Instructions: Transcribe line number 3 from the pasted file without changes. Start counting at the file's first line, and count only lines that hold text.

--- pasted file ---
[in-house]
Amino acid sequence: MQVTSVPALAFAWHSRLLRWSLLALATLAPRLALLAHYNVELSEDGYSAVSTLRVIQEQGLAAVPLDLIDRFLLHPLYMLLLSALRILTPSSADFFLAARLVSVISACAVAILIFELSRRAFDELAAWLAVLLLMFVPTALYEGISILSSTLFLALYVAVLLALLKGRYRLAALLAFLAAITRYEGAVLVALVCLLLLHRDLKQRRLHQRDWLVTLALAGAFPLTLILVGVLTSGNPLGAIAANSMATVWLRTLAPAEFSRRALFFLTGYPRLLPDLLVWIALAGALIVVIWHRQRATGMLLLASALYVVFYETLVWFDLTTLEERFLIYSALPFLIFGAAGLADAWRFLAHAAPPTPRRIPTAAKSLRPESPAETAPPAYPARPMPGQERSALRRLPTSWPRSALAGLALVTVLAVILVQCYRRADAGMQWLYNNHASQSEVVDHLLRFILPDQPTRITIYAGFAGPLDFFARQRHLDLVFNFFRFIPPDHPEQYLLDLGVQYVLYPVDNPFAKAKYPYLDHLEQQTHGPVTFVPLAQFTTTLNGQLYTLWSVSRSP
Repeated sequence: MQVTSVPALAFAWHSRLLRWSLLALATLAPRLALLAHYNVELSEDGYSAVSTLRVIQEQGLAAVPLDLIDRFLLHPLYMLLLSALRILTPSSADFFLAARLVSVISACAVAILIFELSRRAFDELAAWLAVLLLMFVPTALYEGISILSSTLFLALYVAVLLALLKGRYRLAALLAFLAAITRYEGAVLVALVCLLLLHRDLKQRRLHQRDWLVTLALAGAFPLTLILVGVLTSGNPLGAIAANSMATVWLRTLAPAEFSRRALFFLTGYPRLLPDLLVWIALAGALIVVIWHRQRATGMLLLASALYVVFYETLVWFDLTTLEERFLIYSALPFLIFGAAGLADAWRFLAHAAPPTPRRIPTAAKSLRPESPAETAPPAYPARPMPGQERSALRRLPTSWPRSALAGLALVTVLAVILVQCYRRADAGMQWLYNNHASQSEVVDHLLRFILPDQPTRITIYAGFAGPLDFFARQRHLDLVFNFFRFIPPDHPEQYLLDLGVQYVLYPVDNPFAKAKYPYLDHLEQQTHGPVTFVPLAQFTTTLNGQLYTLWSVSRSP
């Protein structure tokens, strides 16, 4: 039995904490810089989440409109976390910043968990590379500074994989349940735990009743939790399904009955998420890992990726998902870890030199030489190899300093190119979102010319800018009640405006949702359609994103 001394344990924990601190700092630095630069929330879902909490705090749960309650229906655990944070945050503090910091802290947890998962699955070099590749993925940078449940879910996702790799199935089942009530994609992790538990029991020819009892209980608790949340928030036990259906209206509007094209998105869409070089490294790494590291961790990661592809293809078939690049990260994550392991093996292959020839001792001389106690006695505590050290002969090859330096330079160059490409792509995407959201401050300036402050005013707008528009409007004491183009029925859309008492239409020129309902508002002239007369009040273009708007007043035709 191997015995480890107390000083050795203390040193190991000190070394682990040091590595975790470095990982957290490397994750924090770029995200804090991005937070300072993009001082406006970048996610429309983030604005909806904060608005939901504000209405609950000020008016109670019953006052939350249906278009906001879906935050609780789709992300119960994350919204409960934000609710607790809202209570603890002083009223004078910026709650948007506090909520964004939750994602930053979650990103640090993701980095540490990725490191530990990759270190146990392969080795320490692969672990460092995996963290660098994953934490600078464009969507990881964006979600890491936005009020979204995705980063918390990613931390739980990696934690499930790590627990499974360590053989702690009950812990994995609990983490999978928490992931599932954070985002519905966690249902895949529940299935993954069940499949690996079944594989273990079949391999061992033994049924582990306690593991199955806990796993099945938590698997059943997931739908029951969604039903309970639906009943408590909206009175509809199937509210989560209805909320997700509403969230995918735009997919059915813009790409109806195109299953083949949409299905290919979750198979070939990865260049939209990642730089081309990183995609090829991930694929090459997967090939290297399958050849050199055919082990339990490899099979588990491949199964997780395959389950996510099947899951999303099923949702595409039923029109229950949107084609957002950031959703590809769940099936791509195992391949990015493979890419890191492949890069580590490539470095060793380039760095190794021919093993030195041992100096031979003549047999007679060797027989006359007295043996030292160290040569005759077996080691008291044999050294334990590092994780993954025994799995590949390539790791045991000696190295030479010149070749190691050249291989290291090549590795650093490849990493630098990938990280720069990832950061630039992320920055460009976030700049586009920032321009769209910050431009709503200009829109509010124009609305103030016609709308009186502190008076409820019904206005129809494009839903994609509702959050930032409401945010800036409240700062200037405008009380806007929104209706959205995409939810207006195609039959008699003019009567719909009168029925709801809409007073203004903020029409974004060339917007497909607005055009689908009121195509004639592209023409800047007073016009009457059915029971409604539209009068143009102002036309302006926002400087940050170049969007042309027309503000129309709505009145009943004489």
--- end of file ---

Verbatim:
Repeated sequence: MQVTSVPALAFAWHSRLLRWSLLALATLAPRLALLAHYNVELSEDGYSAVSTLRVIQEQGLAAVPLDLIDRFLLHPLYMLLLSALRILTPSSADFFLAARLVSVISACAVAILIFELSRRAFDELAAWLAVLLLMFVPTALYEGISILSSTLFLALYVAVLLALLKGRYRLAALLAFLAAITRYEGAVLVALVCLLLLHRDLKQRRLHQRDWLVTLALAGAFPLTLILVGVLTSGNPLGAIAANSMATVWLRTLAPAEFSRRALFFLTGYPRLLPDLLVWIALAGALIVVIWHRQRATGMLLLASALYVVFYETLVWFDLTTLEERFLIYSALPFLIFGAAGLADAWRFLAHAAPPTPRRIPTAAKSLRPESPAETAPPAYPARPMPGQERSALRRLPTSWPRSALAGLALVTVLAVILVQCYRRADAGMQWLYNNHASQSEVVDHLLRFILPDQPTRITIYAGFAGPLDFFARQRHLDLVFNFFRFIPPDHPEQYLLDLGVQYVLYPVDNPFAKAKYPYLDHLEQQTHGPVTFVPLAQFTTTLNGQLYTLWSVSRSP